Upcoming Reads and Reviews, April 2017

Upcoming reviews

I am pleased to say I have finally finished reading Gareth Russell’s wonderful book about Catherine Howard, Young and Damned and Fair. It took me about a month to read, which is a long time for me, but it was so worth it. I am now planning a blog post about it in conjunction with Josephine Wilkinson’s book on Catherine that I finished in January. They are two very different books about the same woman and I think it will be really interesting to do a bit of a contrast and compare.

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I also have two other books to review that I have read this year: The Devil in the White City by Erik Larson, and Labyrinths by Catrine Clay, which is a biography of Emma Jung, wife of Carl. These were two of the most interesting books that I have read recently, and reviews of them will soon be up!

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Another review that will soon be up – it’s currently in drafts! – is See What I Have Done by Sarah Schmidt. This book has been creating rather a lot of buzz, and is out in early May. [Update: this review is now up here.]

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Upcoming reads

As for books I am about to read, there are far too many of course, but these are the ones I am most looking forward to:

Gone: A Girl, A Violin, A Life Unstrung by Min Kym

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All the Good Things by Clare Fisher

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Leopard at the Door by Jennifer McVeigh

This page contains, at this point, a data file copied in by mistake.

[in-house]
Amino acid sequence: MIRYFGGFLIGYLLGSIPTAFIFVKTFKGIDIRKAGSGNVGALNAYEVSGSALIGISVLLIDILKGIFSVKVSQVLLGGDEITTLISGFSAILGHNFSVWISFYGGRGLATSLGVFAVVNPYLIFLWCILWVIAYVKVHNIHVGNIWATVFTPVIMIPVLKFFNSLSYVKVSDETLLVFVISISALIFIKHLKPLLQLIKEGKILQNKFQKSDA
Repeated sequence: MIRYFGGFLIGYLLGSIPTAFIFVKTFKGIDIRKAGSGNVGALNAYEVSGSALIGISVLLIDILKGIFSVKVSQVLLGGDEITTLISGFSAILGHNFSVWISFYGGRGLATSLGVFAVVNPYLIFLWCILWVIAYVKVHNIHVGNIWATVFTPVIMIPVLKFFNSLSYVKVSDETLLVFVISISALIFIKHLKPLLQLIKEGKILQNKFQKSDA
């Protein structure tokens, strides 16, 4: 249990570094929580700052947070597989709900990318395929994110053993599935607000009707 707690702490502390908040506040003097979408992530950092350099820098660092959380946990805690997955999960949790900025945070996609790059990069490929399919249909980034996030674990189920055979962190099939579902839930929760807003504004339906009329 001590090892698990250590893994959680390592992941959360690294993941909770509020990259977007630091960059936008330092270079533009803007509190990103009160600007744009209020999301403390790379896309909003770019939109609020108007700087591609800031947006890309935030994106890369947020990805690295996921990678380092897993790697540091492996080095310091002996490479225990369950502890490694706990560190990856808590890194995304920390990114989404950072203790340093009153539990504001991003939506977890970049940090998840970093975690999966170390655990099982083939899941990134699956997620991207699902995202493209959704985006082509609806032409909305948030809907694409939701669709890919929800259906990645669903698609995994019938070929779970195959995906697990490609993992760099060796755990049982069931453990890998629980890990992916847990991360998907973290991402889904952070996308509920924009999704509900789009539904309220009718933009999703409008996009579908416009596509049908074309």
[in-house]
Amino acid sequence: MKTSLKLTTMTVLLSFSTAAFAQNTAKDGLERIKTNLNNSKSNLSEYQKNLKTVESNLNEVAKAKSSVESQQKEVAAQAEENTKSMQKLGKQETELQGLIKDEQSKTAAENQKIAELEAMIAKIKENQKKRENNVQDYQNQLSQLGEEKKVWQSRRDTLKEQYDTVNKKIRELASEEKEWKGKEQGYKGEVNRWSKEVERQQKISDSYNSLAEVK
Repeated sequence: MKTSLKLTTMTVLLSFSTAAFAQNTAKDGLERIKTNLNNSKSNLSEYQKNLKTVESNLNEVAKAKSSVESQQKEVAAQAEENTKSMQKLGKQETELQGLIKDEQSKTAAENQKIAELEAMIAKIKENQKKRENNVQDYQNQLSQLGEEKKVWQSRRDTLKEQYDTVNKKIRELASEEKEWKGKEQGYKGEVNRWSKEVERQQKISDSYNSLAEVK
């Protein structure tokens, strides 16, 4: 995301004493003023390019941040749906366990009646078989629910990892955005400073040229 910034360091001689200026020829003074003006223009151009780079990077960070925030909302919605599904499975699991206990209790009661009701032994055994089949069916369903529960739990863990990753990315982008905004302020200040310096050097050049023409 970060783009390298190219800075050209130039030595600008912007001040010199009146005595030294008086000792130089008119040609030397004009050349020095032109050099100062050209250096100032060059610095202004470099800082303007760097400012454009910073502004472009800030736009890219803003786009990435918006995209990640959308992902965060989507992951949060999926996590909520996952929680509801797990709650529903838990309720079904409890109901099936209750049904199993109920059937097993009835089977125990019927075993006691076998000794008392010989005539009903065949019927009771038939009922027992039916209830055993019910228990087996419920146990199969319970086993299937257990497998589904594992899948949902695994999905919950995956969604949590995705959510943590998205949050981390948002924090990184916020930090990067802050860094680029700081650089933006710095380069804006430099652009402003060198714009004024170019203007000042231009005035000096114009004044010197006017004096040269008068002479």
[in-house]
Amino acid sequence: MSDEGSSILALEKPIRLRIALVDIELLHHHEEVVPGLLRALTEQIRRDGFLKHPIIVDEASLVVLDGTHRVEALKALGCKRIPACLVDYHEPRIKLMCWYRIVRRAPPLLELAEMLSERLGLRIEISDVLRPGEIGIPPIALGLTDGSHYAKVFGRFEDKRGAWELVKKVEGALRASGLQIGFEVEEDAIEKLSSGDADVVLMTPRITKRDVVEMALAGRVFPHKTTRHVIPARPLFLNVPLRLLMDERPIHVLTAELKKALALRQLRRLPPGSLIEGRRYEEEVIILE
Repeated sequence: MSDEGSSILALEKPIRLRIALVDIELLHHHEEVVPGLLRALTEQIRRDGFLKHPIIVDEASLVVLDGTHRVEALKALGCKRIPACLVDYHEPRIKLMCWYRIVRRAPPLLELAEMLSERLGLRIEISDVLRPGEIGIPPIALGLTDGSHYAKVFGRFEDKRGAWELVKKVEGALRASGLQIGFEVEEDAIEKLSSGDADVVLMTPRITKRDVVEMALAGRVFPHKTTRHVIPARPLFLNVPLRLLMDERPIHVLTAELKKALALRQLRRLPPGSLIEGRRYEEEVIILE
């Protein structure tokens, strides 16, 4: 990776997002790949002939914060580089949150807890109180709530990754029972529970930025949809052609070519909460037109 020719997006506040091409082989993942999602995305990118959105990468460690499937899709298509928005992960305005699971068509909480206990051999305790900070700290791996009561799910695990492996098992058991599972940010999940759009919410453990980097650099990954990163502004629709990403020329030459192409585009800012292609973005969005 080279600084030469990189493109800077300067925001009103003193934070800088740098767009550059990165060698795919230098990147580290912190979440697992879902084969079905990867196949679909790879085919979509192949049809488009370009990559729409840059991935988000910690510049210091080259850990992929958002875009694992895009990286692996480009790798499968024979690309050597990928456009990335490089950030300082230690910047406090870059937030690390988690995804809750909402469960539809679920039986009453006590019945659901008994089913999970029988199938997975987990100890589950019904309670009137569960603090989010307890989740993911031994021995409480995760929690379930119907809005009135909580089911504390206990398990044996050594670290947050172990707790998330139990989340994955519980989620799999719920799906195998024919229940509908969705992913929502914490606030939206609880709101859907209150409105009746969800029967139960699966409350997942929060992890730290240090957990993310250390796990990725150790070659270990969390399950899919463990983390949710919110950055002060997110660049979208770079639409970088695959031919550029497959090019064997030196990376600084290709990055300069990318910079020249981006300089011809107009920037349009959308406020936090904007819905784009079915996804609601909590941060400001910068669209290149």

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The Witchfinder’s Sister by Beth Underdown

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By Grand Central Station I Sat Down and Wept by Elizabeth Smart

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A Broken Mirror by Mercè Rodoreda

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The Lost City of Z by David Grann

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These are books that I actually have copies of, so they are all I am going to include for now (the first four were kindly sent to me by Penguin, and the last three were purchases). There are way more on my GoodReads TBR that I am desperate to read, but until I actually have copies of them it feels too immaterial (literally) to commit to saying I will read them soon!

So there you have it – these are the books you can look forward to hearing about here on the blog and on my Twitter feed.

Which books are you looking forward to?

Looking back on the books of 2016

This is another overdue blog post, but one that I’ve really been looking forward to writing. I read 31 books in 2016, of varying quality, but overall it was a good reading year. I tried to branch out, accepting a total of eight review copies from publishers – which is a lot for me these days. Of these the highlights for me were (links go to my reviews):

The last of these is not out until May 2017, so my review will come a little closer to the time. It was offered to me by Georgina Moore at Tinder Press and I am very glad I accepted. It is a wonderful blend of crime fiction and historical fiction based on real events, coupled with multiple narrators (all unreliable) and some really beautiful writing. In case you didn’t know, it’s about Lizzie Borden, and I loved it. You can read more here. And just look at that beautiful cover!

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(image via goodreads.com)

I read a lot of history books in 2016, both fiction and non-fiction. One other historical novel I must highlight is The Kindly Ones by Jonathan Littell. I’d been intimidated by its length (over 900 pages) but finally gave it a go earlier in the year – and I was not disappointed. It is a fictional autobiography of a former Nazi officer which the author spent five years researching, and it is one of the best novels I have ever read. Not only is it brilliantly written but it is deeply philosophical and challenging, and I greatly admire Littell for somehow managing to write it.